"It was pretty obvious," Patterson said. "I wasn't going to be able to throw any more. The Rangers were really, really good with me. They helped me in every possible way. But I pitched in an extended spring game [in 2008], and I could barely get the ball to home plate. I went and saw the Rangers' doctor, and he said, 'You need to stop pushing this. You've been pushing this for two years in a row.'"
"I had eight months off over the course season, '08. I started in December throwing again. By the time I got to the middle of January, it was bothering me again. I didn't need to see anybody else at that point."
I went back and looked at some stories from the spring of 2008. Patterson made only seven starts in 2007 and was ineffective, with a 7.47 ERA, before his arm problems shut him down. But he vowed that he was better in 2008. "I'm very relaxed," Patterson said then. "I'm healthy. I feel good." But he didn't make it through spring training. His fastball never had any zip.
"You guys must have thought I was lying to you when I told you how good I was feeling then," Patterson said. "But everything was fine. It was. So then, all of a sudden, somebody pulls the rug out from underneath you. You can't wash your hair, and then I have to stand there and look like a fool. 'I don't know what to tell you. My arm hurts. It doesn't act right.' It was awful.
"Now that there's been more time, I stand in the batting cage. I pitch, and I throw, and I throw curveballs, and it feels good again."
So I had to ask: Any chance you'd try, at 32, to do it again?
"To go throw myself back into that, to do it really not knowing what would happen, no," Patterson said. "I don't think about it very much. I enjoy it. I love being around all of my kids and teaching them the game. I have a hard time picturing myself being able to go out and do it for 7-1/2 months, from the beginning of spring training, and throwing myself back into it.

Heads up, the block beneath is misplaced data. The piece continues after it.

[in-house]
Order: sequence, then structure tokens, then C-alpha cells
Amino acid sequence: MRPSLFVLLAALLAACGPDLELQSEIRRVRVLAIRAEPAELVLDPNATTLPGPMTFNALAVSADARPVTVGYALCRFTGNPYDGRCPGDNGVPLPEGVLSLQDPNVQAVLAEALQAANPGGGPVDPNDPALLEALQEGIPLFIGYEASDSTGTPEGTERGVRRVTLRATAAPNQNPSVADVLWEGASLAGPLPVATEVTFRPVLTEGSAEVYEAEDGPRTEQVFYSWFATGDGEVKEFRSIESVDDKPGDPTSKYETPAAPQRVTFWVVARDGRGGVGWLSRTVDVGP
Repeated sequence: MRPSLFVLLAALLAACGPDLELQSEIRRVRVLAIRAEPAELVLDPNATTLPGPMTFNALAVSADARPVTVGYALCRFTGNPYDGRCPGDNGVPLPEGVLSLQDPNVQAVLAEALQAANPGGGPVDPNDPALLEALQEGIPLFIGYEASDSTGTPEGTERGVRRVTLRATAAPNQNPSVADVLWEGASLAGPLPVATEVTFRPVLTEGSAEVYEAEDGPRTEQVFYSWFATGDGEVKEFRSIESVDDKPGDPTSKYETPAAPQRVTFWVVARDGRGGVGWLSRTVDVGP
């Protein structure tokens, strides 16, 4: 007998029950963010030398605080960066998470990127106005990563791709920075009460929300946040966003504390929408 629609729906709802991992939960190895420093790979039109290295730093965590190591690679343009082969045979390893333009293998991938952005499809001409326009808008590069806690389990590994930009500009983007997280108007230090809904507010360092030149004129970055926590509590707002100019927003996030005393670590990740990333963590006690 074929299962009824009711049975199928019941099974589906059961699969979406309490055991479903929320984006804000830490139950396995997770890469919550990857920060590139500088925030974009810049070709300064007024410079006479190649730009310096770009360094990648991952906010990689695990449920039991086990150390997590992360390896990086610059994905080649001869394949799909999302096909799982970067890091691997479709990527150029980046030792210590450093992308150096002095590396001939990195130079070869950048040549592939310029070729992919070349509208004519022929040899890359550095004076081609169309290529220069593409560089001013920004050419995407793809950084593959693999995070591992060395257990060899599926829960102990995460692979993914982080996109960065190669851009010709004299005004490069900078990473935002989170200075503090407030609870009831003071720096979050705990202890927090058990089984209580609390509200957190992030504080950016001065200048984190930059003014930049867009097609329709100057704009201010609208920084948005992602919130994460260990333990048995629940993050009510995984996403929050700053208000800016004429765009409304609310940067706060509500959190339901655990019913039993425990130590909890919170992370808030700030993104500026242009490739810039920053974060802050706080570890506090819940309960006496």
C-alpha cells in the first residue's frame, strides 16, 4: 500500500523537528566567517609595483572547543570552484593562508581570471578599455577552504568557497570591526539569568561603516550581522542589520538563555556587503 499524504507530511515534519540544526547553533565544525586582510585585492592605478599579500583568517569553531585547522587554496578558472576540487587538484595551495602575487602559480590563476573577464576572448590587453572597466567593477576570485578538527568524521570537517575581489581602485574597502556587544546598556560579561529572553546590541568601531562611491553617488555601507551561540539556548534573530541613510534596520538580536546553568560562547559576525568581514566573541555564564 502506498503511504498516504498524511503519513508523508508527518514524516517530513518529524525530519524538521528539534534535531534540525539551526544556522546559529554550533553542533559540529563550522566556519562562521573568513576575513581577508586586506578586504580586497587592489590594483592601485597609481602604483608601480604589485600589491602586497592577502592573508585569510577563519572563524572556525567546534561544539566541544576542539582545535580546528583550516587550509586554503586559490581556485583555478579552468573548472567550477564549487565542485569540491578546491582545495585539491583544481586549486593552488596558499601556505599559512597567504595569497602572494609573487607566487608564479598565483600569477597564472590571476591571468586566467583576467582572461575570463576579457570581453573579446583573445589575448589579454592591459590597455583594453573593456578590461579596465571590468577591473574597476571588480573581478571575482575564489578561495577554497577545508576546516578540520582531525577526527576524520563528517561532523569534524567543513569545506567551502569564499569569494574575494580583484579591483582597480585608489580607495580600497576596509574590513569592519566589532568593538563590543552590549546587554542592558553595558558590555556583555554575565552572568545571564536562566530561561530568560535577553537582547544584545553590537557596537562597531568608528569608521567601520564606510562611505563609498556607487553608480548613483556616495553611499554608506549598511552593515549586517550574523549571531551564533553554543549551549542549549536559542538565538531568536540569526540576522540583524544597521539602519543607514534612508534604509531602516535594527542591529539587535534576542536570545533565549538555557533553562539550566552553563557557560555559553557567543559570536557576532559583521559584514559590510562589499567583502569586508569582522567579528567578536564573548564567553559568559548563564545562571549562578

"Why put myself through that? I made a lot of money when I played. I think I'm giving back to the game, in doing what I'm doing now. I don't watch the game, though. I don't watch baseball at all. It's too hard. Well, I shouldn't say it's too hard to watch it. It's just, I know what it feels like to be on that field, and so it puts me back into that mindset. I'm sitting there watching the game and I'm going through the pitch sequences in my head. That makes it tough."
I told Patterson it sounded like he had a good life -- comfortable, with an occupation that was fulfilling, with his family around. He agreed. But I have to say, there was still an ache in his voice.
"I'm healthy," he said. "My parents are healthy. I just wish I could've played five more years. I would have loved to. It didn't happen."
Is he, then, over it?
"I don't think I ever will be," he said. "I don't know how you ever get over it. My dad [a former minor leaguer in the Orioles chain], I don't think he's gotten over it. I went from having a career to, now, I guess you could call it a job. I don't really look at it as a job, but it's different. It's not the way I lived my whole life up until now."
June 11, 2010; 11:29 AM ET